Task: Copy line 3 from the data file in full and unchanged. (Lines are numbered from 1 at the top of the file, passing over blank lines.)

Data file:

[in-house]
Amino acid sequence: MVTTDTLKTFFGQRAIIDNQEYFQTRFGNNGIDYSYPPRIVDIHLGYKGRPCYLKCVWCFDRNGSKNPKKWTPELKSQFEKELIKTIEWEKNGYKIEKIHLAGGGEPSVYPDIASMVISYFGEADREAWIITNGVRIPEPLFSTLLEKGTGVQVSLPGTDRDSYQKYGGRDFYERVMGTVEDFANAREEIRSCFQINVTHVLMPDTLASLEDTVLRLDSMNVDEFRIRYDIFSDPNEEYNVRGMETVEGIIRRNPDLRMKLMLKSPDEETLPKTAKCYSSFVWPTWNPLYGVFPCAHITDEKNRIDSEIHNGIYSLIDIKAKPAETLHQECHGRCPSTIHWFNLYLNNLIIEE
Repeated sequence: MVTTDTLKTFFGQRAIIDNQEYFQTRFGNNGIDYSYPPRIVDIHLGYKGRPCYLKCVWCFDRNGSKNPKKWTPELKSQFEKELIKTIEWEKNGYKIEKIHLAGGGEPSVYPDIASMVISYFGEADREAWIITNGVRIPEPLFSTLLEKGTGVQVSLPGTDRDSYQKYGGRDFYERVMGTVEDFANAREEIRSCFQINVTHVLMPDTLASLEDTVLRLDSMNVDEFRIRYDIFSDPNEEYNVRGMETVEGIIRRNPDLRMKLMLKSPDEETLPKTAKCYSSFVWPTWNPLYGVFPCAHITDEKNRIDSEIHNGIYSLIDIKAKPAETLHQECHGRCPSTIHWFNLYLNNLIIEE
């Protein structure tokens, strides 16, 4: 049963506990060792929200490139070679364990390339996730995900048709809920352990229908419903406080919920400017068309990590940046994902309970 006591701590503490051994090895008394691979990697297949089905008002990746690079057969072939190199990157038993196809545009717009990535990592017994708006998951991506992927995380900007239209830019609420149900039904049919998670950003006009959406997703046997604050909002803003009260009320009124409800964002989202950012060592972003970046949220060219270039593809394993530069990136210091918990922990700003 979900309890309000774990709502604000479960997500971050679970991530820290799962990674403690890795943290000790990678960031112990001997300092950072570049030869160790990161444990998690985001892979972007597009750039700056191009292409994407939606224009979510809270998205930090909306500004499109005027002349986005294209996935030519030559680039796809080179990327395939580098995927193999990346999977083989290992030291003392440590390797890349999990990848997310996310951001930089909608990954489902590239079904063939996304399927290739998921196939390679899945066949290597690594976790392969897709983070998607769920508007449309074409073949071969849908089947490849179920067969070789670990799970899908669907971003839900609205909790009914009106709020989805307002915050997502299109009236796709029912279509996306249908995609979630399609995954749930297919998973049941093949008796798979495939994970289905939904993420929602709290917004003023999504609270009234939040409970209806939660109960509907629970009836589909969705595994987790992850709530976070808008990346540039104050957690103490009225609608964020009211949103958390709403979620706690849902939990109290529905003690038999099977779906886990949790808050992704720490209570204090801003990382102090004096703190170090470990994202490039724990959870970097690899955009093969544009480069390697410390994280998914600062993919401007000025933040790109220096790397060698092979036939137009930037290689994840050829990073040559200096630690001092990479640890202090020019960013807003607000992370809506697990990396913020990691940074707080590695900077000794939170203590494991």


Repeated sequence: MVTTDTLKTFFGQRAIIDNQEYFQTRFGNNGIDYSYPPRIVDIHLGYKGRPCYLKCVWCFDRNGSKNPKKWTPELKSQFEKELIKTIEWEKNGYKIEKIHLAGGGEPSVYPDIASMVISYFGEADREAWIITNGVRIPEPLFSTLLEKGTGVQVSLPGTDRDSYQKYGGRDFYERVMGTVEDFANAREEIRSCFQINVTHVLMPDTLASLEDTVLRLDSMNVDEFRIRYDIFSDPNEEYNVRGMETVEGIIRRNPDLRMKLMLKSPDEETLPKTAKCYSSFVWPTWNPLYGVFPCAHITDEKNRIDSEIHNGIYSLIDIKAKPAETLHQECHGRCPSTIHWFNLYLNNLIIEE